There are times in our lives when we are faced with major decisions. There are possibilities in either direction we might select, and pitfalls. Both have unknown possibilities. We need a bit of wisdom to know what to do. Considering James’ first chapter is a good start. Verses 1-4 are an introduction from James to the twelve tribes followed by a request for patience during trials. Then this:
If any of you lack wisdom, let him ask of God, that giveth to all men liberally, and upbraideth not; and it shall be given him. But let him ask in faith, nothing wavering. For he that wavereth is like a wave of the sea driven with the wind and tossed. For let not that man think that he shall receive any thing of the Lord. A double minded man is unstable in all his ways. (James 1:5-8 KJV)
Matthew Henry, in his commentary, gives us this:
We should not pray so much for the removal of an affliction as for wisdom to make a right use of it. And who is there that does not want wisdom under any great trials or exercises to guide him in his judging of things, in the government of his own spirit and temper, and in the management of his affairs? To be wise in trying times is a special gift of God, and to him we must seek for it.From my own experience, we are much more apt to request the removal of any affliction than to accept it and use it to God’s glory. We’re often too busy looking for a way out and if there isn’t one, turning it over to God because it is too hard for us to “fix.”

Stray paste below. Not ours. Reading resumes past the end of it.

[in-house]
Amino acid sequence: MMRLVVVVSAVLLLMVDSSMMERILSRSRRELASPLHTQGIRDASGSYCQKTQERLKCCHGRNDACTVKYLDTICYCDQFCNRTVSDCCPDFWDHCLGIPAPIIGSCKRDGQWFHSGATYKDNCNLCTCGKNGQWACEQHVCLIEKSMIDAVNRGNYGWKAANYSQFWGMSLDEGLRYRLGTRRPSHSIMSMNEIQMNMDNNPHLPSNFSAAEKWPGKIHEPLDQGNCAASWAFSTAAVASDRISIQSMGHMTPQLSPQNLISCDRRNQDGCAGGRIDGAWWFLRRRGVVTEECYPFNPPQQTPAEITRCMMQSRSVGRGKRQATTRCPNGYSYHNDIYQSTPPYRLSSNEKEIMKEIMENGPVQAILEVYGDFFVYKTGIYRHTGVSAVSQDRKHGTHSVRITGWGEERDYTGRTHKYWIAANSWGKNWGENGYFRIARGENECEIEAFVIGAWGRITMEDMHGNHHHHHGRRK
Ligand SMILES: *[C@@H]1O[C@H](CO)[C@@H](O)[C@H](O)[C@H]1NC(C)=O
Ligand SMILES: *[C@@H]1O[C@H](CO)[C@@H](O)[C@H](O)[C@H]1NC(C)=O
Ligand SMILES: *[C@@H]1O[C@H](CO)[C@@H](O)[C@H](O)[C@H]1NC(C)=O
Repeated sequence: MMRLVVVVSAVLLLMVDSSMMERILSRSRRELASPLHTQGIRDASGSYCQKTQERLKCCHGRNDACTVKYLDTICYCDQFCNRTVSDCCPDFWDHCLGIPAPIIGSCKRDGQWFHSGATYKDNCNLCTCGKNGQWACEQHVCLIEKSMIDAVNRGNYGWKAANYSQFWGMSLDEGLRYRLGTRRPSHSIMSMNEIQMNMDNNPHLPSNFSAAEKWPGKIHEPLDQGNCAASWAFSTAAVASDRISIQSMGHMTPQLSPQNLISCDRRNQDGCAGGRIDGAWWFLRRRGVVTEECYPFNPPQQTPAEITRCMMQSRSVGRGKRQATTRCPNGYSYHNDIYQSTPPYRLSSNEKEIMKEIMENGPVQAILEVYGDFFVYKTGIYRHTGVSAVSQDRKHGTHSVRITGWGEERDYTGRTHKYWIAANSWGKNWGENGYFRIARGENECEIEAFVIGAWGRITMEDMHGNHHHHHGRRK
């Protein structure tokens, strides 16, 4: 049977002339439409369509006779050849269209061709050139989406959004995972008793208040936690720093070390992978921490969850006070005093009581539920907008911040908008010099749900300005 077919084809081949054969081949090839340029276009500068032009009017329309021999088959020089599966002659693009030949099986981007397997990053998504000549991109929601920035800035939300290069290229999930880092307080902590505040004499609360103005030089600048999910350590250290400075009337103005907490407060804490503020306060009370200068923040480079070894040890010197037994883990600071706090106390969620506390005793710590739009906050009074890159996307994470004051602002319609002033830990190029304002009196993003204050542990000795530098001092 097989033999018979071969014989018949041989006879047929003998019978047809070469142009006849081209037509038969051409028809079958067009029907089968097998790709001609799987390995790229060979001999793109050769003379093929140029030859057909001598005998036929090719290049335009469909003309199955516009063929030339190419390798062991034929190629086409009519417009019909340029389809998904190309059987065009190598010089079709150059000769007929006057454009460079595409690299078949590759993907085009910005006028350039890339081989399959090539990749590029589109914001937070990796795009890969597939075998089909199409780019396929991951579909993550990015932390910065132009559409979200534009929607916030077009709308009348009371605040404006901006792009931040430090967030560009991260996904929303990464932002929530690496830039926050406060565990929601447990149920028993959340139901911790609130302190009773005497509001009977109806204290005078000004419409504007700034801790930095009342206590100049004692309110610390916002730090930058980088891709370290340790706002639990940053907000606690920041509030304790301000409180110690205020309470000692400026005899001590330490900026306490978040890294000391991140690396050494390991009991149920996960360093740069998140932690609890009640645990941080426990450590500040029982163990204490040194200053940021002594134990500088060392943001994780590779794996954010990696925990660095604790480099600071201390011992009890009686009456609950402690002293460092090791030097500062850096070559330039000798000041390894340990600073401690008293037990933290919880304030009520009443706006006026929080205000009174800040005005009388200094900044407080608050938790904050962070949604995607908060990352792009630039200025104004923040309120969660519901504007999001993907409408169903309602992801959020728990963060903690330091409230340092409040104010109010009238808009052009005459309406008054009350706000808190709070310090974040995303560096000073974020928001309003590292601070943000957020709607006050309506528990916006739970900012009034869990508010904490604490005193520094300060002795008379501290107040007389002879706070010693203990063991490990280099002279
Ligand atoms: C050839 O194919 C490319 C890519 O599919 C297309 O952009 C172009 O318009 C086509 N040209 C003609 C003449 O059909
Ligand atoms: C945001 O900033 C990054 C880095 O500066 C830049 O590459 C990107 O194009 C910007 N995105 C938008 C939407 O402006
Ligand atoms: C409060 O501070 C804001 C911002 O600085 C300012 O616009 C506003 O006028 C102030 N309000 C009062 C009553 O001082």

Unfortunately, most of the time we are asking for a “fix” for the consequences of our own actions – personal and made without asking God’s help. It could have been much better if we had asked for wisdom in making decisions, then used His guidelines to implement that decision.
The Greek for “double minded” is δίψυχος, used only twice in the Bible, and only in James. In addition to “wavering” and “doubting”, it also means “divided in interest.” Christians usually are divided between this world and what God has promised us. John was aware of this:
Love not the world, neither the things that are in the world. If any man love the world, the love of the Father is not in him. For all that is in the world, the lust of the flesh, and the lust of the eyes, and the pride of life, is not of the Father, but is of the world. (1 John 2:15-16 KJV)
So was Paul:
And be not conformed to this world: but be ye transformed by the renewing of your mind, that ye may prove what is that good, and acceptable, and perfect, will of God. (Romans 12:2 KJV)
But I believe their words came from Jesus:
I have given them thy word; and the world hath hated them, because they are not of the world, even as I am not of the world. (John 17:14 KJV)
Use God-given wisdom to make decisions while living in this world, but keep those decisions focused on God’s eternal planning – which includes each and every one of us.